Four of the world’s biggest tech platforms are adopting a new set of commitments to tackle online abuse and improve women’s safety online. This is the first time there has been cross-industry collaboration on ways companies can address the issue. Web Foundation Senior Policy manager Azmina Dhrodia is on the show to explain how, while Azerbaijani journalist Arzu Geybulla tells us about some of the abuse she has received online.
Wireless pacemaker that dissolves in the body
A wireless pacemaker that can dissolve in the body has been created for patients who need only temporary help to regulate their heartbeat. Pacemakers can be used for short periods, especially after open heart surgery, but are associated with quite a few issues such as infection from leads or the dislodging of the power supply and damaging heart tissue on removal. Professor John Rogers from Northwestern University, Illinois in the US, has developed a battery-free pacemaker that can be implanted directly onto the surface of the heart and it can then be absorbed by the body when no longer needed. He’s on the programme to discuss the tech that made the invention possible.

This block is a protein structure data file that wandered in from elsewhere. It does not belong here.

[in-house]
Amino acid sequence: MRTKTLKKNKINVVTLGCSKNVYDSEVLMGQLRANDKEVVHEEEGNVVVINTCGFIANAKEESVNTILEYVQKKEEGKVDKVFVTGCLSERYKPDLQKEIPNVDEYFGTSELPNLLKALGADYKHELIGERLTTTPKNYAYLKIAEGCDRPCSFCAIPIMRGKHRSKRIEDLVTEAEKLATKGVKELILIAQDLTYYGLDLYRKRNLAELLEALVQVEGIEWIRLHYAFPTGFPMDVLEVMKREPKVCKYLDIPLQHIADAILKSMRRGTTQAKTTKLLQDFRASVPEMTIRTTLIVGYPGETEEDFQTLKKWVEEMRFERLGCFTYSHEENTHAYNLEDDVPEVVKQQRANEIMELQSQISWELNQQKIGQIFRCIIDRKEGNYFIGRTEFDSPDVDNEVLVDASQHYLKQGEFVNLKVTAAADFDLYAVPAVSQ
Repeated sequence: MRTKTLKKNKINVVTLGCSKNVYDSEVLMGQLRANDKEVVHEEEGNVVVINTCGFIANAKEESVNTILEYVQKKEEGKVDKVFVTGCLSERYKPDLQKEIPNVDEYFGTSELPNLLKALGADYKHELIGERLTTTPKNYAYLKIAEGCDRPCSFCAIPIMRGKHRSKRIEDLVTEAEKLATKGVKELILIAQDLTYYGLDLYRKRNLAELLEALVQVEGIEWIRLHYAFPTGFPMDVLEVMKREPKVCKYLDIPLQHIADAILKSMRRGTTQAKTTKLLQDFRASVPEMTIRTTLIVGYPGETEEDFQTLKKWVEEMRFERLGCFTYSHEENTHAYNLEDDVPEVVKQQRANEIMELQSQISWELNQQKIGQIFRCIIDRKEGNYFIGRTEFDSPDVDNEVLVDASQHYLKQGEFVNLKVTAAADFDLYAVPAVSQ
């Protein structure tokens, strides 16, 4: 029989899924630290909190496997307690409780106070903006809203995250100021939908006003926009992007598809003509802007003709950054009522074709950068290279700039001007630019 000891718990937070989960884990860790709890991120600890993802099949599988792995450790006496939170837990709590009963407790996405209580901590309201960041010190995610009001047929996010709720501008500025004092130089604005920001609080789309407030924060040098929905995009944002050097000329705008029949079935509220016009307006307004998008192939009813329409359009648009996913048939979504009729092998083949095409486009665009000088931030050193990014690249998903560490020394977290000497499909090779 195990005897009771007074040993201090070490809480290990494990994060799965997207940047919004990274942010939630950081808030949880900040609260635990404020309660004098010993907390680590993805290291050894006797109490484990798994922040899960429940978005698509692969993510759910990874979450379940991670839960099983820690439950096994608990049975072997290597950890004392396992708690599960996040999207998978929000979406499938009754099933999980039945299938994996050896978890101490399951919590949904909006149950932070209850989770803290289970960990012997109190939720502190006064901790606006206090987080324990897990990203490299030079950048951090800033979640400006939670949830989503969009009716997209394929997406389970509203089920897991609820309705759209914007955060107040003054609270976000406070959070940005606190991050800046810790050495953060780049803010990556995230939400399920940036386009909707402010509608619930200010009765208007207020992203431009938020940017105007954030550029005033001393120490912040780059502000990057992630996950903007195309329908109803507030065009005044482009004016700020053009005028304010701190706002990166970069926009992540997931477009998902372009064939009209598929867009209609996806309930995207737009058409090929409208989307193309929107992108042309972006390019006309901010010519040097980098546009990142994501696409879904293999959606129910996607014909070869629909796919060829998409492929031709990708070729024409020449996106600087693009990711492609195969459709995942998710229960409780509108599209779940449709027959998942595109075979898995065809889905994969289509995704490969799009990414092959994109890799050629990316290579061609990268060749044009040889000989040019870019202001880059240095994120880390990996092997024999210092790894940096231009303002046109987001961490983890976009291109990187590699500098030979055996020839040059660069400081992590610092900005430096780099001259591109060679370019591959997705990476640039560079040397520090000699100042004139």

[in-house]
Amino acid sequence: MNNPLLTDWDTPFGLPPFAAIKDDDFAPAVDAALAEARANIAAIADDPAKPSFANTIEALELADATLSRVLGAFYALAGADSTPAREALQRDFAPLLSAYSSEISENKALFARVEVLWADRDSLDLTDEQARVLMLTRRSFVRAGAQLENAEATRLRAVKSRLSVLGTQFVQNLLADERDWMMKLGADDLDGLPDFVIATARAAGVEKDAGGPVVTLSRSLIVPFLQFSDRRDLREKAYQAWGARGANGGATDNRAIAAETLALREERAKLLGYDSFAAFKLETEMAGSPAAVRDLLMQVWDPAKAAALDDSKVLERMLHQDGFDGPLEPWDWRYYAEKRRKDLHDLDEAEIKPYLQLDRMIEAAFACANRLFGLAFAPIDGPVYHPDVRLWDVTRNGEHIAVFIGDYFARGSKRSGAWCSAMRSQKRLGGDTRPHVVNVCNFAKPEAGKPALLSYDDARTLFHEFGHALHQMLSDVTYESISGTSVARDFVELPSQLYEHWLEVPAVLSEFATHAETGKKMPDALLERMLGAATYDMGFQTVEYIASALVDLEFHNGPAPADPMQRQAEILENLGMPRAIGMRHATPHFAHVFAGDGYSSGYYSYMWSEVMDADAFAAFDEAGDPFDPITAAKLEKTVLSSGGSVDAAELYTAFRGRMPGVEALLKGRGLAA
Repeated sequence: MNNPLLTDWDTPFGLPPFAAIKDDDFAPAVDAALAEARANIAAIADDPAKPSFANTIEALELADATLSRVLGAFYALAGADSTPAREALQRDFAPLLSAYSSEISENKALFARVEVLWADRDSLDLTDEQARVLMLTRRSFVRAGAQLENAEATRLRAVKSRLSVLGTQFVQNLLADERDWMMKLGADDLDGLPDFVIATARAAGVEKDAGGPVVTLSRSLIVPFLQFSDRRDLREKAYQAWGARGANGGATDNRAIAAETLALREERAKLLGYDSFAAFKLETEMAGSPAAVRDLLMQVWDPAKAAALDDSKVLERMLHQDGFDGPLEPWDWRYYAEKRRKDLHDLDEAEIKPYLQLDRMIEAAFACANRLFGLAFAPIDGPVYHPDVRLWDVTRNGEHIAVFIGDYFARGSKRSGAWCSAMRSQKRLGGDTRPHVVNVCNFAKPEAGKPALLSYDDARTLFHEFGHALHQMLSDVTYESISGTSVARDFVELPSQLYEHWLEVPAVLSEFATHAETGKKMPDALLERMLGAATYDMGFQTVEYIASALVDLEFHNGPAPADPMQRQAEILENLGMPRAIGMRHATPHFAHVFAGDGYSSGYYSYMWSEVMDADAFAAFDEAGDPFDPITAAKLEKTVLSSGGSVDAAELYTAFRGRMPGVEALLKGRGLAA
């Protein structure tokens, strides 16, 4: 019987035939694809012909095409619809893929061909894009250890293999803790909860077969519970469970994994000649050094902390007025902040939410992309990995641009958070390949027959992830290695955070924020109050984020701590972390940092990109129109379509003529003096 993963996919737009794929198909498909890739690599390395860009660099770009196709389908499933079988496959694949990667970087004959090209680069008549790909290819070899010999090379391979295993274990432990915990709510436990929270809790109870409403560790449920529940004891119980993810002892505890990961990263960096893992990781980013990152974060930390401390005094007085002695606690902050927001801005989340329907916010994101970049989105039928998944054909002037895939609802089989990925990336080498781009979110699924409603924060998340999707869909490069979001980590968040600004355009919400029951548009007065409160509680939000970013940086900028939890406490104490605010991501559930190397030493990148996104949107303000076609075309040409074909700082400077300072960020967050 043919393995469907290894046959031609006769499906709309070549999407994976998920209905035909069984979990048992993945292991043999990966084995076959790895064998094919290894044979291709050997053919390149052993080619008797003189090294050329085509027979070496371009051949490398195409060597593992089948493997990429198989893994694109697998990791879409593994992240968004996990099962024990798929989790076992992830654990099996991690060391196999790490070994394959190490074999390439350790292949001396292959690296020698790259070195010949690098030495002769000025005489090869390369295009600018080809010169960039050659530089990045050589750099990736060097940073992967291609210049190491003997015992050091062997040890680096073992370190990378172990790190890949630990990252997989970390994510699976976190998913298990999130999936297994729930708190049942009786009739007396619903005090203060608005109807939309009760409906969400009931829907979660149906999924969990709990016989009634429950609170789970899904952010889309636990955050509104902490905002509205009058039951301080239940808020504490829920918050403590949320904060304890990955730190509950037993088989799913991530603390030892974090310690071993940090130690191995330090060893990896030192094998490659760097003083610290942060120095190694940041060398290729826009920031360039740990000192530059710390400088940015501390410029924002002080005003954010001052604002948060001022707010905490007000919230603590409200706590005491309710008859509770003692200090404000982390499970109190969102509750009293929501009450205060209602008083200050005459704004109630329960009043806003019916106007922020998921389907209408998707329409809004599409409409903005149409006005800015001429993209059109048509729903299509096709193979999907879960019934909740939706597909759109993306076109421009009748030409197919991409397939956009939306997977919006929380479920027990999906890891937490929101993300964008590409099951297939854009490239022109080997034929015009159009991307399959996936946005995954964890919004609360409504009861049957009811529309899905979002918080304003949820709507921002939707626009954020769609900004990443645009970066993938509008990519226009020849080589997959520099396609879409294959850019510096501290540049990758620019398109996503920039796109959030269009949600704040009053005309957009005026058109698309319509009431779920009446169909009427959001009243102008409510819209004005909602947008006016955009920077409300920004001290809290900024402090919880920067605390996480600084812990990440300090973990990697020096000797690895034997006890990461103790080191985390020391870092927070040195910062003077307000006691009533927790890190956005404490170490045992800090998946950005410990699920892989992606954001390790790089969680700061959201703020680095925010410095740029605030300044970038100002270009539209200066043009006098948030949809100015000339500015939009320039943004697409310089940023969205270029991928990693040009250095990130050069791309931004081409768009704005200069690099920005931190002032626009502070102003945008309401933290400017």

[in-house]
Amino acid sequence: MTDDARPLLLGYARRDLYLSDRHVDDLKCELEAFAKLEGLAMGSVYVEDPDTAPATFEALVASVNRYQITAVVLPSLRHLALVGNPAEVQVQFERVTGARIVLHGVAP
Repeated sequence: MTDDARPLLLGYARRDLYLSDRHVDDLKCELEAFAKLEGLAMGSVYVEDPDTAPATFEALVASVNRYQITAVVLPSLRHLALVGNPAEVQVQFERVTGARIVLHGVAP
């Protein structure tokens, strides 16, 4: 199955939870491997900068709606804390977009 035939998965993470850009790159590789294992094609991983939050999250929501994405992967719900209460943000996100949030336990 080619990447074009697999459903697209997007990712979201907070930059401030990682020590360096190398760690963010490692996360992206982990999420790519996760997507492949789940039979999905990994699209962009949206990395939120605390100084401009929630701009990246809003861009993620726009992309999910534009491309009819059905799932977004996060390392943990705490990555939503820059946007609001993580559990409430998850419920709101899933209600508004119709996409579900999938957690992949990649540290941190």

Reducing car pollution from tyres
Future car pollution will mainly come from tyres, not the exhaust. Even now tyre and road wear pollution is one of the leading causes of microplastics in the air. Our reporter Jason Hosken has been investigating how technology can be used to reduce the harmful impacts of tiny tyre particles, that are released from vehicles as they drive along.
(Image: Internet troll sending comment to picture on imaginary social media website with smartphone
Credit: Tero Vesalainen/Getty Images)
The programme is presented by Gareth Mitchell with expert commentary from Bill Thompson.
Studio Manager: John Boland
Producer: Ania Lichtarowicz
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